It started March 1, 2011.
The Costa Mesa City Council voted 4 to 1 to send out hundreds of notices to city workers telling them that in six months they would be replaced.
For the council majority, the ball got rolling. They had taken their first step toward a vision of a leaner, meaner city government that was cheaper to run and faster to act. For council critics, they could point to a concrete council decision and argue that the majority acted without thinking through the details.
About two weeks later, onSt. Patrick's Day, it all took an even more serious, grave turn.
City maintenance worker Huy Pham, 29, jumped to his death from the fifth story of City Hall. The repercussions of that incident are still echoing.
Councilman Gary Monahan, a target of the council's critics, stepped down as mayor this week after his toughest year ever; a community group formed last March continues to grow.
City employees, meanwhile, have formed stronger bonds.
"We, as employees in this past year, there's been a lot of trust issues, so we've had to rely on each other to get us through the day to day," said Helen Nenadal, president of the Costa Mesa City Employees Assn. "We just look out for each other a little more.
"Living in uncertainty, having five layoff notices and doing everything we can possibly do — there's good days and bad days, and employees are conscious of that."
Pham, like many of his colleagues, was supposed to receive his layoff notice March 17, 2011, but was out on injury leave at the time. It's still unclear why, but the hardworking jack-of-all-trades drove to City Hall, climbed a stairwell onto the fifth-story roof, meandered for a bit and then leapt off the east side of the building.
"It will have an effect on the employees for the rest of their lives," Nenadal said. "We lost a family member that day, and that's never going to go away."
No one is certain why Pham took his life, but it became apparent that there were other issues. He had been healing from the injury and taking medication. Traces of cocaine were found in his system.
"I think most people think it's unfortunate, and that most people understand that though it's unfortunate, their job is a minor part of their life," Mayor Pro Tem Jim Righeimer said. "A lot of people in the community were upset with how it was portrayed, that the City Council was held responsible somehow. I think a lot of people took offense to it."
When news of Pham's death spread, reaction was quick and furious. Police and firefighters rushed to the scene and covered Pham's body; others set up a makeshift wall, made out of election booth cardboard, around the scene.
Officers taped off the area and employees from the nearby dispatch center — the men and women who received the emergency 9-1-1 call of Pham's jump — grieved. Pham's fellow maintenance workers came up and consoled each other, and one by one, City Council members came to offer their support.
One worker had to be held back as he lashed out at city CEO Tom Hatch, the man directed by the council to issue the layoff notices.
Then-Mayor Monahan never went to City Hall that afternoon. On that eventfulSt. Patrick's Day, he remained at his Newport Boulevard sports bar, knowing it was his business' busiest day and fearing that his presence at the scene would only inflame the situation.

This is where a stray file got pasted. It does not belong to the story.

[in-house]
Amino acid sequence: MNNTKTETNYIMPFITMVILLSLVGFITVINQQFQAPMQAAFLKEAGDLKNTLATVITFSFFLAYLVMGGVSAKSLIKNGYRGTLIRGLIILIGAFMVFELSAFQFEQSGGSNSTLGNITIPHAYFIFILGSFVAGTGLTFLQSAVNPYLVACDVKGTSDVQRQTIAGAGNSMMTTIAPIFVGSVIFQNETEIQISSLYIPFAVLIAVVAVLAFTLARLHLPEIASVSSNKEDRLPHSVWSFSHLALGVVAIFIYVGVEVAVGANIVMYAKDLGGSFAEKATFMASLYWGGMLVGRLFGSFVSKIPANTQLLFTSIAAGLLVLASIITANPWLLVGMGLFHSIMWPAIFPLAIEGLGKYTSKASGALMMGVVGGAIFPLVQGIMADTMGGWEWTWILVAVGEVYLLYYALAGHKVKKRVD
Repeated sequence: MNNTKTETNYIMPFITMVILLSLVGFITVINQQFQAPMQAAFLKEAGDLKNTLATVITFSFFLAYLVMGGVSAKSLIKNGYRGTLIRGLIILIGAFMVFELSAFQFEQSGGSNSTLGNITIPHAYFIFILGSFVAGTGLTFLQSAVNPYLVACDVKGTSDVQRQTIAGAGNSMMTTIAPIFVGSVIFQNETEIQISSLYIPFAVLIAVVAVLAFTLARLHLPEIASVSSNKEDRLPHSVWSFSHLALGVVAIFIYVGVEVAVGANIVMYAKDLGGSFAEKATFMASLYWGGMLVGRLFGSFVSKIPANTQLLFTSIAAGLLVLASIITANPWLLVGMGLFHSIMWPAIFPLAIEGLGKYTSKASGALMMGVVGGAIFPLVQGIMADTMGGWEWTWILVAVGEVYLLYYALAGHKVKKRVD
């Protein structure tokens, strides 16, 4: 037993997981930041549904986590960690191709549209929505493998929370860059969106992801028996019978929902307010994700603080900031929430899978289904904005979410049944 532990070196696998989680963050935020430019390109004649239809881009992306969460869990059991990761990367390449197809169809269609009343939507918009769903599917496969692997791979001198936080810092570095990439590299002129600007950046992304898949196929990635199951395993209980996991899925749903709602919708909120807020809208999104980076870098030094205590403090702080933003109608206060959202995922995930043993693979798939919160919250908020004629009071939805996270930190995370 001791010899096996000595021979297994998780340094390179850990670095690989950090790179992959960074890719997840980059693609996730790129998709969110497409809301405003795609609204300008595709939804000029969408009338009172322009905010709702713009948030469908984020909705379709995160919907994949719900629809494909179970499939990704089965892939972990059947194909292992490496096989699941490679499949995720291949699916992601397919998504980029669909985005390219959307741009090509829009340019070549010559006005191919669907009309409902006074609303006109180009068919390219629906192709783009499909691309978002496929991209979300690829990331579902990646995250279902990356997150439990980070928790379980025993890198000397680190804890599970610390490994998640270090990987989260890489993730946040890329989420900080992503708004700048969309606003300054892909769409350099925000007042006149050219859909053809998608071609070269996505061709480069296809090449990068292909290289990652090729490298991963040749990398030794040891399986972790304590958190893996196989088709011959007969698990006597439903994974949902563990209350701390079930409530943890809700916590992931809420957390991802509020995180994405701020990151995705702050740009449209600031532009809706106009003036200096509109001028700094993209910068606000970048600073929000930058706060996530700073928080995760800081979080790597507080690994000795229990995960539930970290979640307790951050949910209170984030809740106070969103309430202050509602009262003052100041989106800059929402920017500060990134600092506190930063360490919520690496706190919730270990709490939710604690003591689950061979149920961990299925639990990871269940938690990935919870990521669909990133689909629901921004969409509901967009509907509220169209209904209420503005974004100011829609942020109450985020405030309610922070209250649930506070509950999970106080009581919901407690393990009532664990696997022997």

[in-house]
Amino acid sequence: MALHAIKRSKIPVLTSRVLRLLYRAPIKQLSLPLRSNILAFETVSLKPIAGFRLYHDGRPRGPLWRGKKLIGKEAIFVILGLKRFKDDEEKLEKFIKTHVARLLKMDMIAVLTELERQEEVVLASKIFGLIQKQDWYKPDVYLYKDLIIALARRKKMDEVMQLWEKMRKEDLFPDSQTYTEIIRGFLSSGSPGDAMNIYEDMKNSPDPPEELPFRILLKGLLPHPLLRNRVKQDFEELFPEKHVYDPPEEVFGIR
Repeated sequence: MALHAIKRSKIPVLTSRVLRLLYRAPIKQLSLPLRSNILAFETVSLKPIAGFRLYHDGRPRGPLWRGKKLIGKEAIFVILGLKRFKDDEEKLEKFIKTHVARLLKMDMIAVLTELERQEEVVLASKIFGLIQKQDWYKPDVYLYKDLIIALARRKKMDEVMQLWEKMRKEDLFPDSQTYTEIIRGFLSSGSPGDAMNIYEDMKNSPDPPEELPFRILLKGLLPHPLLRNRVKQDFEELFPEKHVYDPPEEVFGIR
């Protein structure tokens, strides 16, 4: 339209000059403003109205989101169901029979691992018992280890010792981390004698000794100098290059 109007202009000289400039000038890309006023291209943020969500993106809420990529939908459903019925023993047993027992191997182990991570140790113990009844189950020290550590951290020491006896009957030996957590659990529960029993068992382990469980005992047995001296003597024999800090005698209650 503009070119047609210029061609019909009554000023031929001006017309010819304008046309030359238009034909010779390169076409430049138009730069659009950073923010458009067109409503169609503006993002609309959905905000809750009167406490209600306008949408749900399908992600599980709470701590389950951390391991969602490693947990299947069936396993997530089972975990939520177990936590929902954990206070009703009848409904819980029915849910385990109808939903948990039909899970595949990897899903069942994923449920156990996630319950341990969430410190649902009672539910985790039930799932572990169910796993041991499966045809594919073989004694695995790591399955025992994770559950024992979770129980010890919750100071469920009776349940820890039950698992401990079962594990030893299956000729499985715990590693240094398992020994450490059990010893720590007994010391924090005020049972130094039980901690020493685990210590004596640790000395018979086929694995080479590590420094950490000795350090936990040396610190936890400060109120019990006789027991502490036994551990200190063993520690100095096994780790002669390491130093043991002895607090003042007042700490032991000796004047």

He later apologized for not showing up, but many in the community never forgave him, continuously bringing up his decision at council meetings and in online forums.
"It's a very, very sad story when someone takes their life," Righeimer said. "It happens to people, and it's not a good thing. We have young people in high school who have all their issues, and it's very tough when people do that because you want to feel for them and their family."
Residents gathered at a vigil for Pham later that night, and slowly the seeds of an organized community group were sown.
"It brought everyone together at one place, at one time," said Perry Valantine, treasurer of Costa Mesans for Responsible Government, the latest name for the citizen group created out of last year's events. "Something like that obviously got everyone's attention."
Within weeks, the City Council's neighborhood critics were meeting around kitchen tables and in living rooms, discussing what could be done to stop the layoffs, to stop the hiring of outside consultants, to stop whatever idea Righeimer and his colleagues would try to push through from the dais.
These days, people no longer accuse Righeimer and the council majority of being in some way responsible for Pham's suicide, but Pham's memory sits in the back of many minds when talk about putting policy into action arises.
"No one likes to see someone's life end in such a tragic way," said Newport-Mesa Unified school board Trustee Katrina Foley, a former city councilwoman. "It's an important reminder, though, that as policyholders, people are not just numbers on a page."
A year later, the fissure between the council majority, and city workers and residents has only widened.
The city is embroiled in a lawsuit with Nenadal and the CMCEA, which is trying to stop the layoffs. Just last month, the city sent out its latest layoff notice, this time telling staff that the earliest they will be replaced is June 30, about 15 months from the first round.
In a prepared statement last week that was distributed to employees, City Attorney Tom Duarte said the city "looks forward to its day in court" to fight the lawsuit.
"To see that email coming that says, 'We look forward to our day in court,' it's like, really?" Nenadal said. "In my opinion, they could've sent out what happened in court, but with the sensitivity of how it's going to be received by the employees. I mean, honestly, that's where it's just disheartening.
"The atmosphere, honestly, is now worse than it was last year."